James Lowe on Isa Nacewa: ‘He’s a god amongst men’

Winger who starred in victory over Munster could follow in footsteps of fellow New Zealander

Leinster’s Isa Nacewa is cheered off the pitch by team-mates after victory in the Pro14 semi-final. Photograph: Billy Stickland/Inpho

Leinster’s Isa Nacewa is cheered off the pitch by team-mates after victory in the Pro14 semi-final. Photograph: Billy Stickland/Inpho

 

Mr Wexford stumbles across hilarity that prompts the same roar after every one of the departing flanker’s 10 carries, “Go On Northie Murphy!”

Missing the accreditation deadline for Leinster versus Munster proves a blessing in disguise. Overflow pours the forgetful few deep into Grandstand heaven – surrounded by a plethora of Irish accents – yet close enough to hear bulging wingers bash life into each other. Andrew Conway versus James Lowe is already a duel to guarantee ructions while the hardening of Jordan Larmour happens before our eyes.

Sounds like an Ireland trio come November 2020.

Lowe is a rare creature. The trademark bump and rumble with blindfolded offload makes him a wonderfully loose talent. Conor Murray gives him aerial “nightmares” yet he became dreamcatcher in human form, floating down from the clouds, all perceptions of weakness banished.

The impact is real. Ask Simon Zebo, who twice provided speed bumps for his Maori side-step en route to Jack Conan’s try.

“Aw, it doesn’t matter who is in front of me,” Lowe smiled. “I’ve still got to run over them. They are both great players. Conway played well last time down in Thomond and again today.

“So did Zeebs. A Munster man through and through and he has a new chapter of his life coming up. He did his jersey proud, good on him.

“He’s pretty razzily, as we call it back home, good on his feet, throws nice balls.”

Lowe’s humour comes easy: “Man, is he going to Racing? Bet he’s on big money, like. Good on him.”

Presumably this 25-year-old knows his own value, but he rejected the opportunity to express disappointment about exclusion from the Champions Cup final squad.

“I’ve still got a medal so I’m pretty happy. I’ve played in a few finals and never won one so I think maybe just don’t play me in the final, eh?”

Leinster’s James Lowe kicks ahead under pressure from CJ Stander and Gerbrandt Grobler during their one-point victory over Munster at the RDS. Photograph: Billy Stickland/Inpho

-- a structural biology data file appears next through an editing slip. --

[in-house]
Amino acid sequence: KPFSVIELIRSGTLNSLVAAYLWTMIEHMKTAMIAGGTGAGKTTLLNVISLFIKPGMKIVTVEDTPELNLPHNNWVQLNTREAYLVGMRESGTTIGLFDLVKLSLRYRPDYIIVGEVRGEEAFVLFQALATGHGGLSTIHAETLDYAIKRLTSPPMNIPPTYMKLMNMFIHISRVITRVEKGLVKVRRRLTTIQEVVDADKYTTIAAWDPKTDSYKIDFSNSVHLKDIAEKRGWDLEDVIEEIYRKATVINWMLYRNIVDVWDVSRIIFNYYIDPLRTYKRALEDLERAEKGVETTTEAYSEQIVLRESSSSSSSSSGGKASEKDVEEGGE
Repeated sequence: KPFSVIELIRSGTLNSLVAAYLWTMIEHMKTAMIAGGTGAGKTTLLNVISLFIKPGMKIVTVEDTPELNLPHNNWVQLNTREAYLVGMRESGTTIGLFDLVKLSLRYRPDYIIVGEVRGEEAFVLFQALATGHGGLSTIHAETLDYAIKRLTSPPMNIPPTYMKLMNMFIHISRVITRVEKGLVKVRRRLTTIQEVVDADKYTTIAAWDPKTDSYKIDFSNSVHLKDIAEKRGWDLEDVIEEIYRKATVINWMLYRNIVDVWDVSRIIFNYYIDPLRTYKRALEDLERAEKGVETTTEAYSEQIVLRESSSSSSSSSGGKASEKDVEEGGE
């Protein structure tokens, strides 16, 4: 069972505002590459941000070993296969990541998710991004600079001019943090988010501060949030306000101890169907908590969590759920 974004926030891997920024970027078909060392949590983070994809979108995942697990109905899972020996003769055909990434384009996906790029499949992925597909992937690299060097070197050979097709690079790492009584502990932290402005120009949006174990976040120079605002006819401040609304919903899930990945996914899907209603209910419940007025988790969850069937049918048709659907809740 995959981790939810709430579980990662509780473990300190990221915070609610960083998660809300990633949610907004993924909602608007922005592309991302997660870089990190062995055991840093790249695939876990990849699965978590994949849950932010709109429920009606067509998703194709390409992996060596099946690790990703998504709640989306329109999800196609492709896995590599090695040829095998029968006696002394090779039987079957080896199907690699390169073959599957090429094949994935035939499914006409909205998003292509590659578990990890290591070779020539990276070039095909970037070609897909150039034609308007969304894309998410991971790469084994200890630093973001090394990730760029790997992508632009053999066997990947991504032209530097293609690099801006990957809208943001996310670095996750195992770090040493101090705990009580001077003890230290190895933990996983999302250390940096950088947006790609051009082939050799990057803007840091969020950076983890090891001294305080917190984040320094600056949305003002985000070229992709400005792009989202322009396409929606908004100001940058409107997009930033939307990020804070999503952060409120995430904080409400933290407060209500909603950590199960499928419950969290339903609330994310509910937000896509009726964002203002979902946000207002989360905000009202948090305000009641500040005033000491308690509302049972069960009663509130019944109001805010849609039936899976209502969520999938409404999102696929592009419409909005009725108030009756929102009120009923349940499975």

Leinster’s James Lowe kicks ahead under pressure from CJ Stander and Gerbrandt Grobler during their one-point victory over Munster at the RDS. Photograph: Billy Stickland/Inpho

CJ Stander, Jared Payne and most recently Bundee Aki showed they are of international calibre despite being considered below All Black and Springbok standard. Same goes for Isa Nacewa in Leinster blue. That’s Lowe’s path for now: help fill the Isa void and green ambition will follow.

“There’s a very special group of men in that changing room, unfortunately probably one of Leinster’s best is going to leave us so the stars are aligned; his last game at the RDS, last game at the Aviva. Everything is to play for.”

Maybe he means Jordi Murphy or perhaps Joey Carbery?

“Everyone wants to be Isa. His name gets shouted every time he runs out on that field. If you want to do it for anyone, you want to do it for him.

“He’s our culture at the moment, he’s our talisman. I mean, he’s got one leg at the moment and still trains every week, still turns up.

“Doesn’t have to play week in, week out but when he does play he’s huge, man.”

Back in New Zealand, Nacewa was a contender much like Lowe. Real talent held short of blackness by wing specimens with Olympic pace and number eight size.

“He’s the boss. He’s pretty unlucky not to be an All Black, eh?

“Leinster is pretty lucky to have had him for so long. He retired and came back, he coached and then they got two more years out of him so he’s a god amongst men.”

Different character

Lowe brings a different character but Leinster have evidently recruited an upgraded Nacewa model. Same hardness. JJ Hanrahan failed his big test after Lowe legitimately drove the Munster outhalf up and out of a 32nd-minute ruck. Hanrahan writhed in agony before disappearing at half-time.

The last quarter, with one team guaranteed May holidays, gifted the most thrilling rugby all season. In one crazy passage Lowe out muscled Conway to clear down field. Back came Munster but Scott Fardy halted whichever South African powered towards the Leinster line (O’Mahony, Dave Kilcoyne and Niall Scannell were the only Munster-born forwards to finish with Arno Botha and Kildare’s Tadhg Beirne coming soon).

When Cian Healy coughed up a silly penalty, referee Stuart Berry signalled that the chance to convert a pressure three points was in Ian Keatley’s hands.

Not so. O’Mahony, after consulting Murray and Keith Earls, instructed the scrumhalf, and not Keatley, to kick for touch.

“They changed their decision,” Berry informed Leinster.

The score was 13-8 with 69 minutes on the clock when James Ryan denied Gerbrandt Grobler clean lineout possession before the 21-year-old hammered Murray backwards. The attack ended with Lowe’s chop tackle on Jean Kleyn allowing James Tracy to force a turnover.

Lowe took one more spectacular catch (ripping clean off Conway) as the seconds ticked down.

Clearly he has a smart rugby brain, so we seek introspective analysis.

“I’m pretty knackered man. Sorry fellas, I don’t get to play often.”

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